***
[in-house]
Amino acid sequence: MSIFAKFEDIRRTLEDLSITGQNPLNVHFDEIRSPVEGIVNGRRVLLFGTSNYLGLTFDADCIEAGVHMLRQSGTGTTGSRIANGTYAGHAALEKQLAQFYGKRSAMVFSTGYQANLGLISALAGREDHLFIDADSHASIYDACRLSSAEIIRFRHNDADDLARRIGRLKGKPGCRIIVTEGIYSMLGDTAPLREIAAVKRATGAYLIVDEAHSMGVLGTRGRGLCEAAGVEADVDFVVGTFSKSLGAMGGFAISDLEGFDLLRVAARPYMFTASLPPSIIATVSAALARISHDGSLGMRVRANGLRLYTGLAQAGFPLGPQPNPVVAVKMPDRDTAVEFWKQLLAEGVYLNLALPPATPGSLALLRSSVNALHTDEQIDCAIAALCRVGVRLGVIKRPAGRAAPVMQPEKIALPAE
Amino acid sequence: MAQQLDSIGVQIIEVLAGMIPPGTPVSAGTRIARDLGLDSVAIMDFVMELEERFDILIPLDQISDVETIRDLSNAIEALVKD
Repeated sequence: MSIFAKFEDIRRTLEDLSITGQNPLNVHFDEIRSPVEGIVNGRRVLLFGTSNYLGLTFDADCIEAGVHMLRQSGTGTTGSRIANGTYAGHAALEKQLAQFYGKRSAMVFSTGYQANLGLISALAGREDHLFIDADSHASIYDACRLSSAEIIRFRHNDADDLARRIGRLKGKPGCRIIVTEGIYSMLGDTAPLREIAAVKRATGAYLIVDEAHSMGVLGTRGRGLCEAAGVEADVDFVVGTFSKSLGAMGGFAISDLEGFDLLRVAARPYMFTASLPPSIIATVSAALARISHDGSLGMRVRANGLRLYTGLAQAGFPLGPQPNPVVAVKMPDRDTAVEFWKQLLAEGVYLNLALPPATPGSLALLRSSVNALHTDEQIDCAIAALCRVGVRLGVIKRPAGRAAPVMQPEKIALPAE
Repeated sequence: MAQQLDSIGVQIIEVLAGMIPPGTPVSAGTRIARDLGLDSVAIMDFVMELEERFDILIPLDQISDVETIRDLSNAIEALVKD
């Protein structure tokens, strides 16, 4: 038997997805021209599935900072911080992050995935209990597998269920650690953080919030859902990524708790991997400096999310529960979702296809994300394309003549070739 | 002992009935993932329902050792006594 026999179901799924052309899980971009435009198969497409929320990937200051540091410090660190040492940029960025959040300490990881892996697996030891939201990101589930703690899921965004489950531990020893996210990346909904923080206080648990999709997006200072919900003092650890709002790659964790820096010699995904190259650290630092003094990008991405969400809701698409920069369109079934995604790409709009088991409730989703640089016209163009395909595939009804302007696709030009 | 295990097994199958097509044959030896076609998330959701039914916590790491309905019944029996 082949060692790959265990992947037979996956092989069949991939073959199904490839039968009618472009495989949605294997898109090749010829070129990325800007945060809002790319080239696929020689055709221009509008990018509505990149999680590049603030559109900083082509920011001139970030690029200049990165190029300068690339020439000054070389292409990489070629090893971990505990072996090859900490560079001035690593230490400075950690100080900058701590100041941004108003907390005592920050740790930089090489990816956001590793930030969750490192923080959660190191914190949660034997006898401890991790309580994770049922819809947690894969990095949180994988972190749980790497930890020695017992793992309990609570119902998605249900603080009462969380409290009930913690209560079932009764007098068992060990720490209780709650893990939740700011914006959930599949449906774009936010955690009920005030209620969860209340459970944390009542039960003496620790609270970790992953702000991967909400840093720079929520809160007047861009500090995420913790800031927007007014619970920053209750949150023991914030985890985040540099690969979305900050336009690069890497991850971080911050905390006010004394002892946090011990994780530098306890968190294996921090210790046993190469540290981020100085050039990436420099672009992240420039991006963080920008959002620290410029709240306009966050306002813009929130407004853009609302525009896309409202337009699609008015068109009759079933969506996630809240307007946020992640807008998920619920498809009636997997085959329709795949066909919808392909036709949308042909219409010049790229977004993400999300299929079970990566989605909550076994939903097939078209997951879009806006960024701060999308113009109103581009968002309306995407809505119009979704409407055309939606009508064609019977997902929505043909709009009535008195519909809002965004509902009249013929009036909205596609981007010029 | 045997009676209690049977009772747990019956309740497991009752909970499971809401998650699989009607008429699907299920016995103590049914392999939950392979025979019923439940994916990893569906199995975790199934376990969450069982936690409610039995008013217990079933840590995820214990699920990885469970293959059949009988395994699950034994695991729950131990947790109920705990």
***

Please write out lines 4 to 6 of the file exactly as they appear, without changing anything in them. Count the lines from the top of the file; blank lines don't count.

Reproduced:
Repeated sequence: MSIFAKFEDIRRTLEDLSITGQNPLNVHFDEIRSPVEGIVNGRRVLLFGTSNYLGLTFDADCIEAGVHMLRQSGTGTTGSRIANGTYAGHAALEKQLAQFYGKRSAMVFSTGYQANLGLISALAGREDHLFIDADSHASIYDACRLSSAEIIRFRHNDADDLARRIGRLKGKPGCRIIVTEGIYSMLGDTAPLREIAAVKRATGAYLIVDEAHSMGVLGTRGRGLCEAAGVEADVDFVVGTFSKSLGAMGGFAISDLEGFDLLRVAARPYMFTASLPPSIIATVSAALARISHDGSLGMRVRANGLRLYTGLAQAGFPLGPQPNPVVAVKMPDRDTAVEFWKQLLAEGVYLNLALPPATPGSLALLRSSVNALHTDEQIDCAIAALCRVGVRLGVIKRPAGRAAPVMQPEKIALPAE
Repeated sequence: MAQQLDSIGVQIIEVLAGMIPPGTPVSAGTRIARDLGLDSVAIMDFVMELEERFDILIPLDQISDVETIRDLSNAIEALVKD
């Protein structure tokens, strides 16, 4: 038997997805021209599935900072911080992050995935209990597998269920650690953080919030859902990524708790991997400096999310529960979702296809994300394309003549070739 | 002992009935993932329902050792006594 026999179901799924052309899980971009435009198969497409929320990937200051540091410090660190040492940029960025959040300490990881892996697996030891939201990101589930703690899921965004489950531990020893996210990346909904923080206080648990999709997006200072919900003092650890709002790659964790820096010699995904190259650290630092003094990008991405969400809701698409920069369109079934995604790409709009088991409730989703640089016209163009395909595939009804302007696709030009 | 295990097994199958097509044959030896076609998330959701039914916590790491309905019944029996 082949060692790959265990992947037979996956092989069949991939073959199904490839039968009618472009495989949605294997898109090749010829070129990325800007945060809002790319080239696929020689055709221009509008990018509505990149999680590049603030559109900083082509920011001139970030690029200049990165190029300068690339020439000054070389292409990489070629090893971990505990072996090859900490560079001035690593230490400075950690100080900058701590100041941004108003907390005592920050740790930089090489990816956001590793930030969750490192923080959660190191914190949660034997006898401890991790309580994770049922819809947690894969990095949180994988972190749980790497930890020695017992793992309990609570119902998605249900603080009462969380409290009930913690209560079932009764007098068992060990720490209780709650893990939740700011914006959930599949449906774009936010955690009920005030209620969860209340459970944390009542039960003496620790609270970790992953702000991967909400840093720079929520809160007047861009500090995420913790800031927007007014619970920053209750949150023991914030985890985040540099690969979305900050336009690069890497991850971080911050905390006010004394002892946090011990994780530098306890968190294996921090210790046993190469540290981020100085050039990436420099672009992240420039991006963080920008959002620290410029709240306009966050306002813009929130407004853009609302525009896309409202337009699609008015068109009759079933969506996630809240307007946020992640807008998920619920498809009636997997085959329709795949066909919808392909036709949308042909219409010049790229977004993400999300299929079970990566989605909550076994939903097939078209997951879009806006960024701060999308113009109103581009968002309306995407809505119009979704409407055309939606009508064609019977997902929505043909709009009535008195519909809002965004509902009249013929009036909205596609981007010029 | 045997009676209690049977009772747990019956309740497991009752909970499971809401998650699989009607008429699907299920016995103590049914392999939950392979025979019923439940994916990893569906199995975790199934376990969450069982936690409610039995008013217990079933840590995820214990699920990885469970293959059949009988395994699950034994695991729950131990947790109920705990």